Scott County was formed November 5, 1833 from parts of Crawford and Pope counties. The county was named for Andrew Scott, judge of the Superior Court of Arkansas Territory and a delegate to the state Constitutional Convention of 1836. The county seat is Waldron. The landscape of Scott County is rugged terrain to rolling terrain in the extreme northwest. The economic base of the county is timber, with 82 percent of the land area in timber, of which 62 percent is owned by the U.S. Forest Service and 20 percent is privately owned. Livestock and poultry production, along with food processing, also help make up the economic base. Three lakes — Lake Hinkle, Lake Waldron, and Square Rock Lake — offer fishing, swimming, camping and a variety of water recreation. Blythe’s Museum houses a collection of Native American artifacts and items from the city. Scenic Highway 71B winds down into Waldron, where the county park is located and offers swimming, tennis, softball, and Little League contests. Scott County is well known for its wholesome family entertainment of mountain music. The stately old courthouse, with mistletoe growing in the trees around the courthouse, houses early history of the county. The newer courthouse, built in 1996, is the seventh building to house the seat of county government in Scott County. Three of the seven courthouses were destroyed by fire. The population of Scott County is 9,836 (2020 Census).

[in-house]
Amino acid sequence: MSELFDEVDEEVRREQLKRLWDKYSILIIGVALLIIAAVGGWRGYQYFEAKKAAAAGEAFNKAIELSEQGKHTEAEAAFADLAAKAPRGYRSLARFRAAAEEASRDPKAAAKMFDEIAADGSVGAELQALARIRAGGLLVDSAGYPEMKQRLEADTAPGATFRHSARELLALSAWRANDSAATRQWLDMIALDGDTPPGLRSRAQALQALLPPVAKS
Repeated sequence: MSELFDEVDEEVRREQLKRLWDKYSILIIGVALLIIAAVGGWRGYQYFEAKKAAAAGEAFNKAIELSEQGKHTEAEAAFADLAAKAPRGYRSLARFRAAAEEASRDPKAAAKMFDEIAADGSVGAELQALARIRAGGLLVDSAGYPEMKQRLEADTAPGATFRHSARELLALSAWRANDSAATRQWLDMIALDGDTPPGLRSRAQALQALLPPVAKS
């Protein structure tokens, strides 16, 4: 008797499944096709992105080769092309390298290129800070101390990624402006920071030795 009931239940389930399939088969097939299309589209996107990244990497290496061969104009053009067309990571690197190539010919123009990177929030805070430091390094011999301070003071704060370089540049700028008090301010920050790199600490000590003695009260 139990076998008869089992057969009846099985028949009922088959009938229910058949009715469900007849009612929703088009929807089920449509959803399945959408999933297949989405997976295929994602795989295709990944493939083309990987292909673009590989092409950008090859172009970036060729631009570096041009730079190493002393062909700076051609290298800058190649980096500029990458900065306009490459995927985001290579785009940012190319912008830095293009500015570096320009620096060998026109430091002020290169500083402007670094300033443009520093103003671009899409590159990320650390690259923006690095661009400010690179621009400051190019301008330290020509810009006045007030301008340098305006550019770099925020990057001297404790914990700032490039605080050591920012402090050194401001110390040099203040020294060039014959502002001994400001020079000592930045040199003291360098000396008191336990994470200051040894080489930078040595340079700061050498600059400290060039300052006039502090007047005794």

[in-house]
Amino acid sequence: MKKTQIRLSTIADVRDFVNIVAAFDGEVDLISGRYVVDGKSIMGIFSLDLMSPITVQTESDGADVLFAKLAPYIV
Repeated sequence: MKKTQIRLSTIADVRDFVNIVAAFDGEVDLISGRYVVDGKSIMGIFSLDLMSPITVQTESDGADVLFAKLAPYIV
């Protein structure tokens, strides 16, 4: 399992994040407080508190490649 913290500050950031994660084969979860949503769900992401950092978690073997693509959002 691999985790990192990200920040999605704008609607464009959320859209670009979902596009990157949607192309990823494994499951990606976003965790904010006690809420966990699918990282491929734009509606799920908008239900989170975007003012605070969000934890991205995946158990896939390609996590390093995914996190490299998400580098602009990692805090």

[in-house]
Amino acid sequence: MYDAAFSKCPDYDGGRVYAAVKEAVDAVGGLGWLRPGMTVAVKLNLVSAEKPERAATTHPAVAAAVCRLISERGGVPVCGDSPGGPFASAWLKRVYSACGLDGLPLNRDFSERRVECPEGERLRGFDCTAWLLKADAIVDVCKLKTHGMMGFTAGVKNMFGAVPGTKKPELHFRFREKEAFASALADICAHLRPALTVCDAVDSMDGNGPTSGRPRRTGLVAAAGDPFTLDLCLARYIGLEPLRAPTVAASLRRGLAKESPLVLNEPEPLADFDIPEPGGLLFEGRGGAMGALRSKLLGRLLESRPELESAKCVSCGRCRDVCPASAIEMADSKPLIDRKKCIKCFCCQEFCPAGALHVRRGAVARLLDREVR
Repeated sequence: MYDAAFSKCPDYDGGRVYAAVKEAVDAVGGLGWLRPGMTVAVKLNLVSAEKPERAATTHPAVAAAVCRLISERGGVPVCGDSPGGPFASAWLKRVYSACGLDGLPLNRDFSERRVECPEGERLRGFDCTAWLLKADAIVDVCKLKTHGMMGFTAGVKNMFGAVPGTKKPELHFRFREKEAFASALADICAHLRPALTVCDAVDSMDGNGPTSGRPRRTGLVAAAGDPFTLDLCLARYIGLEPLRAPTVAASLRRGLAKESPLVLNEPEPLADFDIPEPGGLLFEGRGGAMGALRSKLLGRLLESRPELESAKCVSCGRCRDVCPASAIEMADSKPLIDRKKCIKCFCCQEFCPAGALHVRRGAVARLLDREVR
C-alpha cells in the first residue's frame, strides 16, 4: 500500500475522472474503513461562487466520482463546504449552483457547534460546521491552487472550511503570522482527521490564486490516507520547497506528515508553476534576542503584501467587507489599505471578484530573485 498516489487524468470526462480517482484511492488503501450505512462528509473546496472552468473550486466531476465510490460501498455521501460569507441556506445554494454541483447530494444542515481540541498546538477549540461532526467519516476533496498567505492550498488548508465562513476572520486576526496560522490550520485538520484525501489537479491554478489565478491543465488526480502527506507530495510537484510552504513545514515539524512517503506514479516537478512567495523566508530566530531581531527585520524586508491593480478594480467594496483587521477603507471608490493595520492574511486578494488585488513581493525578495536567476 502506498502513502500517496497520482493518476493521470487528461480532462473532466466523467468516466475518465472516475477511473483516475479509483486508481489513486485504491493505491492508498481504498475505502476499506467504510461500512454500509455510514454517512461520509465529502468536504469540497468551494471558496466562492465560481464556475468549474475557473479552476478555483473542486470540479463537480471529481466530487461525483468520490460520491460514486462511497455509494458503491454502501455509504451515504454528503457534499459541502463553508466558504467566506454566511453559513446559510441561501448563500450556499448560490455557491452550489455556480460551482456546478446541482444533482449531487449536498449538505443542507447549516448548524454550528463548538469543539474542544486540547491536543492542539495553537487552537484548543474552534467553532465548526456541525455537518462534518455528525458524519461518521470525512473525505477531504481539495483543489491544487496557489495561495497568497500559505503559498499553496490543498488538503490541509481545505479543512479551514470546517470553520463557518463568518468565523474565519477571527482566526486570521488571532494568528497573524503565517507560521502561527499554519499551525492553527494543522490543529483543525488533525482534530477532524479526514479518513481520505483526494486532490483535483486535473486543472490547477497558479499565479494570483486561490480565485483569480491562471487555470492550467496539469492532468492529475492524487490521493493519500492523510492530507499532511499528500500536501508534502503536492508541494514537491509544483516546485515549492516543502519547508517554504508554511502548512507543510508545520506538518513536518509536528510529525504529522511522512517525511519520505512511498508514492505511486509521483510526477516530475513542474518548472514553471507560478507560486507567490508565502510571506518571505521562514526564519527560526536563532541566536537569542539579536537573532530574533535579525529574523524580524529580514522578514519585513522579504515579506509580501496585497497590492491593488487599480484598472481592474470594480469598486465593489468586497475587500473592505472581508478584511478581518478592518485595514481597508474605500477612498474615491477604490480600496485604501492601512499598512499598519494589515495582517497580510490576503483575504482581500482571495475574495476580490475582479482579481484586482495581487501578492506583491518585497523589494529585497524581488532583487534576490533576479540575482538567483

Phone: (479) 207-2040
Mailing Address: 316 Featherston St., Waldron, 72958
Justices of the Peace
Bobby Hattabaugh, Melvin “Dee” Parker, Lenoard Russell, Linda L. Vaughn, Jamie Lynn Goff, Tommy Roberson, John E. Luttrell, Lance Stinson, Larry Russell